Bliss OS is another effort to bring Android experience (and is based on Android too) to the computing market covering all spectrum from smart-phones to computers. That means you can expect smooth experience even if you switch from your smart-phone to your laptop or your desktop computer.
Android is the most popular operating system out there on the market. But the issue arises when developers and hobbyists want to get that experience on their beloved notebook/laptop/desktop computer. They are usually incompatible and even if it works, it attracts challenges because Android is designed for touch interfaces.
Today I'll be covering Bliss OS for PC and go through some steps explaining the ups and downs, and also list some advantages and disadvantages too. Grab a cup of coffee and get ready to enjoy a lengthy 15-minute read article.
Technical requirements for Bliss OS
You should know how to burn iso images to a blank DVD or portable USB drive, partition your hard disk, and change boot device order when your computer starts up. In case this is your first time installing an Android-based operating system on your computer, there’s another challenge after installation i.e. when you update grub boot-loader your Linux distro won’t register Android on the list. Will discuss them further down on Boot issues for Linux geeks.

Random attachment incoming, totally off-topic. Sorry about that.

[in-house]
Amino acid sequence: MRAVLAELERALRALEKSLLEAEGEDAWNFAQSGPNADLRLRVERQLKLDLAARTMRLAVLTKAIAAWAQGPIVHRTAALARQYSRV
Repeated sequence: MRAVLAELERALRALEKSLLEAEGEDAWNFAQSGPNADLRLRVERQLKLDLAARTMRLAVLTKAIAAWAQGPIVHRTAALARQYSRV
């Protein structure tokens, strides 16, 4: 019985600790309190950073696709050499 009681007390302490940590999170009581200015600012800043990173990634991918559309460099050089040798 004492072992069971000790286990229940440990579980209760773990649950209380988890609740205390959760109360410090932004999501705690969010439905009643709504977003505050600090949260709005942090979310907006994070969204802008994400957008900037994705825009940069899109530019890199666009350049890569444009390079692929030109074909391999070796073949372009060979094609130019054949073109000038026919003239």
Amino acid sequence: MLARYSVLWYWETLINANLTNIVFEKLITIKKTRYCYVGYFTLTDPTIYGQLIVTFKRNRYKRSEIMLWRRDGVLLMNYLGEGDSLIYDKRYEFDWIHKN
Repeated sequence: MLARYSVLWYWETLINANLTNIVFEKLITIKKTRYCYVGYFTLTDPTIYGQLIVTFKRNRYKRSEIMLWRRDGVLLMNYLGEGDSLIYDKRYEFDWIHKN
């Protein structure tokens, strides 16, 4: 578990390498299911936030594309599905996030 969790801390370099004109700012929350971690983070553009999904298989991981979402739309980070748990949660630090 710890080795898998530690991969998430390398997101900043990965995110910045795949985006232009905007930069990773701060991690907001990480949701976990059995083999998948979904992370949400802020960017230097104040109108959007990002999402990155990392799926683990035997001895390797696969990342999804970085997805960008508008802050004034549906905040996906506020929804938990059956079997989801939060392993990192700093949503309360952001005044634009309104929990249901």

Download Bliss OS
Head over to the website and click downloads link on the top. The page will scroll down where you can choose the type of Bliss OS for two different devices:
After the download completes, burn the image file to a medium of your choice (blank disc or portable USB drive).
Bliss OS Installation On Laptop Or PC
Bliss OS installation is straightforward and simple. Considering you have made a partition for it on your hard disk, select the appropriate device and proceed to installation. Once done, it’ll either prompt you to start Bliss OS or reboot your computer.
Moreover, you can run Bliss OS in live mode too without installing it on your hard disk (but requires more time to complete its booting process).